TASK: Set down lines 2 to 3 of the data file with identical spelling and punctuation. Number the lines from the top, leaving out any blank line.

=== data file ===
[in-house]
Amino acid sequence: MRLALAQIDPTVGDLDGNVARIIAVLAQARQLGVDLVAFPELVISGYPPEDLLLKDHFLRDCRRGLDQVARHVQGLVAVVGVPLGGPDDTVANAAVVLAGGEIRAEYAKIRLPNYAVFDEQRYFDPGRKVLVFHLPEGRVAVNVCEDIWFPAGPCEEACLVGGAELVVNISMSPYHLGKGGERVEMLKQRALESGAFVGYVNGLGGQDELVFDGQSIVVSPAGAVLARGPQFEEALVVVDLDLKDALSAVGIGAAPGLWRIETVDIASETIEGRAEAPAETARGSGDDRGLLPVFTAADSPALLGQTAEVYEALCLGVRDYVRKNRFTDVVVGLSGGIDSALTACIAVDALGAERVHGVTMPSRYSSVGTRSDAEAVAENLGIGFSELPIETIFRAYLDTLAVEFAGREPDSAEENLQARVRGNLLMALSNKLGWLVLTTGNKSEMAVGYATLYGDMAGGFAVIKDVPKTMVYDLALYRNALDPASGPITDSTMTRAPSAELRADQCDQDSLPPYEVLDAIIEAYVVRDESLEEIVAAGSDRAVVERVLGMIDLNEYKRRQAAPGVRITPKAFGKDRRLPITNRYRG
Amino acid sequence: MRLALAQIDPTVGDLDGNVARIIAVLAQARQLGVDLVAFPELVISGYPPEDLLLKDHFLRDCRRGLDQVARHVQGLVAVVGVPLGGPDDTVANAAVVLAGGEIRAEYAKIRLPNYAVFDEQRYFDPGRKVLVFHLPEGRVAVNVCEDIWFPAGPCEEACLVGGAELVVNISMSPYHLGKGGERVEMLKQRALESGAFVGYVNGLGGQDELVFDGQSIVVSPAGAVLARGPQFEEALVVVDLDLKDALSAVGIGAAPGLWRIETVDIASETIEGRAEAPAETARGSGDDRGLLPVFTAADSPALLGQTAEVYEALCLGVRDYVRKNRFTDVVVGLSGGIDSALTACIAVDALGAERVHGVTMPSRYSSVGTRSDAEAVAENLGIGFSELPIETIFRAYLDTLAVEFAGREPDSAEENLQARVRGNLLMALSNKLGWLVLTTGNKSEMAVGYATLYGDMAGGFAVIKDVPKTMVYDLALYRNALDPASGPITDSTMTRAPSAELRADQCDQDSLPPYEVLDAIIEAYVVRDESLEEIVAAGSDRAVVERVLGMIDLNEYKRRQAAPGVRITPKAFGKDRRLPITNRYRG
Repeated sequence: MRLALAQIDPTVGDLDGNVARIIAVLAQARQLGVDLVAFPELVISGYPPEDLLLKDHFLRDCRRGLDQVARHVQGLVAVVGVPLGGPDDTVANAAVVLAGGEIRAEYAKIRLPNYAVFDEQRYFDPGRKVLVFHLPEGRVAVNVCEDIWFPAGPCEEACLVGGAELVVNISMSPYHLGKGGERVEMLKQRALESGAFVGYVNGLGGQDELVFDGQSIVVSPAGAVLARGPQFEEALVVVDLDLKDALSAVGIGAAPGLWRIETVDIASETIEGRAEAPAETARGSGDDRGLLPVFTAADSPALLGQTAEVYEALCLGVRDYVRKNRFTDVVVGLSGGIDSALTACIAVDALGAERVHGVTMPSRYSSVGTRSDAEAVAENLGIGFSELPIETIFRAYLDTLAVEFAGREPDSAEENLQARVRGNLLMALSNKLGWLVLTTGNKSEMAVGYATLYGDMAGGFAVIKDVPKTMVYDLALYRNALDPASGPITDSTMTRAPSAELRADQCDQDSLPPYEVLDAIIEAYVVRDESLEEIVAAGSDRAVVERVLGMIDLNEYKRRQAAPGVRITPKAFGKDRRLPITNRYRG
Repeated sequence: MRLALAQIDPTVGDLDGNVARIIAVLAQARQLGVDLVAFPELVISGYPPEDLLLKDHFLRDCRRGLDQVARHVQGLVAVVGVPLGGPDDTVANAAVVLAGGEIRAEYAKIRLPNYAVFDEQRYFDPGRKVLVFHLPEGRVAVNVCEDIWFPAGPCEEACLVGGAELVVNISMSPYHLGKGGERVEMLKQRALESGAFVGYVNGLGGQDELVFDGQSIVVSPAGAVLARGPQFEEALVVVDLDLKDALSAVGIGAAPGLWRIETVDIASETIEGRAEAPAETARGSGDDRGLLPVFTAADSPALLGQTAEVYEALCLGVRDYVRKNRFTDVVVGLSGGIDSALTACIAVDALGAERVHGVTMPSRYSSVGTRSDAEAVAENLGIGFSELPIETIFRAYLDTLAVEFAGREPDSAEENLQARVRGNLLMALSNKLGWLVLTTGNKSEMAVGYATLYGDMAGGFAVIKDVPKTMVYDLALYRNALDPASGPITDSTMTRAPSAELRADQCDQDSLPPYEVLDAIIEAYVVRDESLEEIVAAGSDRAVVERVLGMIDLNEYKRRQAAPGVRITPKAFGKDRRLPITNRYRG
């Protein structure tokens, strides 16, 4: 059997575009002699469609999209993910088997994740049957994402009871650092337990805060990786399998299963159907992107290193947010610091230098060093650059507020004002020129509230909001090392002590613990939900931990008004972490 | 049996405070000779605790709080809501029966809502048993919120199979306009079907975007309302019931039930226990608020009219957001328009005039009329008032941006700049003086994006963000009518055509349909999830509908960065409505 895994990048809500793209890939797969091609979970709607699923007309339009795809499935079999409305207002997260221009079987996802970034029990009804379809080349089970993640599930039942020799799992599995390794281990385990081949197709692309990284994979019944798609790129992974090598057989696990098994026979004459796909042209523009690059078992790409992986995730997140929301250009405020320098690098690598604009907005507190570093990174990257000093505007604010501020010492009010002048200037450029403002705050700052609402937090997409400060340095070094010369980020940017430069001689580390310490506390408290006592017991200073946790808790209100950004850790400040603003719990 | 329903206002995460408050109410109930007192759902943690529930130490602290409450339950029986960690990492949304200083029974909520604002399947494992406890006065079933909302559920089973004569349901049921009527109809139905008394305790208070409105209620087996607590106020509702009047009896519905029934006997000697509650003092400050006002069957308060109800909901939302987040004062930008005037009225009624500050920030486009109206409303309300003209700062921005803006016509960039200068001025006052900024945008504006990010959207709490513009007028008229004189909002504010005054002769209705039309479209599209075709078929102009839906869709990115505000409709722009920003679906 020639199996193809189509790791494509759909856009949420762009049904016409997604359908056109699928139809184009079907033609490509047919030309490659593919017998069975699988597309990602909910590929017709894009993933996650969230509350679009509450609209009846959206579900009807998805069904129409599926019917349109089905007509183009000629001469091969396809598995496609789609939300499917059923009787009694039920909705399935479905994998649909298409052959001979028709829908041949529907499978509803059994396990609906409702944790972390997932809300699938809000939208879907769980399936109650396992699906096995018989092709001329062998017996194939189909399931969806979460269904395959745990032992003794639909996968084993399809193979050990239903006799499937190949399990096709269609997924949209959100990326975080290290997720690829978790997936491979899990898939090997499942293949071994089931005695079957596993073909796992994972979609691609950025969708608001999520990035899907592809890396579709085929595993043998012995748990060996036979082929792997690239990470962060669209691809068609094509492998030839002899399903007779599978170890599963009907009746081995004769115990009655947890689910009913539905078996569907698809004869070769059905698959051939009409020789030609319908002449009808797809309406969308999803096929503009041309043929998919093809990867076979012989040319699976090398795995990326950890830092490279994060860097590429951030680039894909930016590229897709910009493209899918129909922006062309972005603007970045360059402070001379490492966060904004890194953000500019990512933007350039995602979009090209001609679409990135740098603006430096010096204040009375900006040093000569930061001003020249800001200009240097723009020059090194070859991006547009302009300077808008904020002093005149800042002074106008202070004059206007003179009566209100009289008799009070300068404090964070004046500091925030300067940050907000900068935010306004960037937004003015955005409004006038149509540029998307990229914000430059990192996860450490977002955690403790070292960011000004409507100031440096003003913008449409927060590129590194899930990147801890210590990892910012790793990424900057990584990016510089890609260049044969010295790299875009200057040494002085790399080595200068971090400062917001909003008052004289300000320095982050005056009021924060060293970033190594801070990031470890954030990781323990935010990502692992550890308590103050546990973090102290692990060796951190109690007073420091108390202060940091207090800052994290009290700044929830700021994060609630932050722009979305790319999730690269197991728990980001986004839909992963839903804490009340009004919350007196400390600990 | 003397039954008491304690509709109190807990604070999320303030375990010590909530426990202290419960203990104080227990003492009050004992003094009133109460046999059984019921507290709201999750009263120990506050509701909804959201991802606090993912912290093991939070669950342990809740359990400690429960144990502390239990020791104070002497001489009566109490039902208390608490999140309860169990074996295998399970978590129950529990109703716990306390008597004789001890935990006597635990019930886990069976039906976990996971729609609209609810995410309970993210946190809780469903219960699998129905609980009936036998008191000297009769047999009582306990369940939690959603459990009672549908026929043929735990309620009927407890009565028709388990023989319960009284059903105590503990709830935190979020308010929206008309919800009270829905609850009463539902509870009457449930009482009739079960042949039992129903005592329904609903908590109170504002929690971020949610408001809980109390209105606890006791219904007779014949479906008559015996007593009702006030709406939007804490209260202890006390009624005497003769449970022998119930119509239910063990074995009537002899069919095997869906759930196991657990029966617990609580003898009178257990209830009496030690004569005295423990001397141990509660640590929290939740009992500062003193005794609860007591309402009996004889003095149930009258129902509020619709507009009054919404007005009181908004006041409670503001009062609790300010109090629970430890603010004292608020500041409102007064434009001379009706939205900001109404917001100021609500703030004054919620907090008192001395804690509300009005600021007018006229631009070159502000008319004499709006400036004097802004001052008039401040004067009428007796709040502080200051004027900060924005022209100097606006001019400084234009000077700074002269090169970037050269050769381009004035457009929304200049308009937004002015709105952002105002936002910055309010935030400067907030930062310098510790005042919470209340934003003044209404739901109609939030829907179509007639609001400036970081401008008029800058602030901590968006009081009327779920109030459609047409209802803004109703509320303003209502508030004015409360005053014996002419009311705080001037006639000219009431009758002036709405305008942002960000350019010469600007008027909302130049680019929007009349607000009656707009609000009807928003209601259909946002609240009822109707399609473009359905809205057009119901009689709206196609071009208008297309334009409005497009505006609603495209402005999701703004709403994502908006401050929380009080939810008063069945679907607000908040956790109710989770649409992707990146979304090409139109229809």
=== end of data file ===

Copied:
Amino acid sequence: MRLALAQIDPTVGDLDGNVARIIAVLAQARQLGVDLVAFPELVISGYPPEDLLLKDHFLRDCRRGLDQVARHVQGLVAVVGVPLGGPDDTVANAAVVLAGGEIRAEYAKIRLPNYAVFDEQRYFDPGRKVLVFHLPEGRVAVNVCEDIWFPAGPCEEACLVGGAELVVNISMSPYHLGKGGERVEMLKQRALESGAFVGYVNGLGGQDELVFDGQSIVVSPAGAVLARGPQFEEALVVVDLDLKDALSAVGIGAAPGLWRIETVDIASETIEGRAEAPAETARGSGDDRGLLPVFTAADSPALLGQTAEVYEALCLGVRDYVRKNRFTDVVVGLSGGIDSALTACIAVDALGAERVHGVTMPSRYSSVGTRSDAEAVAENLGIGFSELPIETIFRAYLDTLAVEFAGREPDSAEENLQARVRGNLLMALSNKLGWLVLTTGNKSEMAVGYATLYGDMAGGFAVIKDVPKTMVYDLALYRNALDPASGPITDSTMTRAPSAELRADQCDQDSLPPYEVLDAIIEAYVVRDESLEEIVAAGSDRAVVERVLGMIDLNEYKRRQAAPGVRITPKAFGKDRRLPITNRYRG
Amino acid sequence: MRLALAQIDPTVGDLDGNVARIIAVLAQARQLGVDLVAFPELVISGYPPEDLLLKDHFLRDCRRGLDQVARHVQGLVAVVGVPLGGPDDTVANAAVVLAGGEIRAEYAKIRLPNYAVFDEQRYFDPGRKVLVFHLPEGRVAVNVCEDIWFPAGPCEEACLVGGAELVVNISMSPYHLGKGGERVEMLKQRALESGAFVGYVNGLGGQDELVFDGQSIVVSPAGAVLARGPQFEEALVVVDLDLKDALSAVGIGAAPGLWRIETVDIASETIEGRAEAPAETARGSGDDRGLLPVFTAADSPALLGQTAEVYEALCLGVRDYVRKNRFTDVVVGLSGGIDSALTACIAVDALGAERVHGVTMPSRYSSVGTRSDAEAVAENLGIGFSELPIETIFRAYLDTLAVEFAGREPDSAEENLQARVRGNLLMALSNKLGWLVLTTGNKSEMAVGYATLYGDMAGGFAVIKDVPKTMVYDLALYRNALDPASGPITDSTMTRAPSAELRADQCDQDSLPPYEVLDAIIEAYVVRDESLEEIVAAGSDRAVVERVLGMIDLNEYKRRQAAPGVRITPKAFGKDRRLPITNRYRG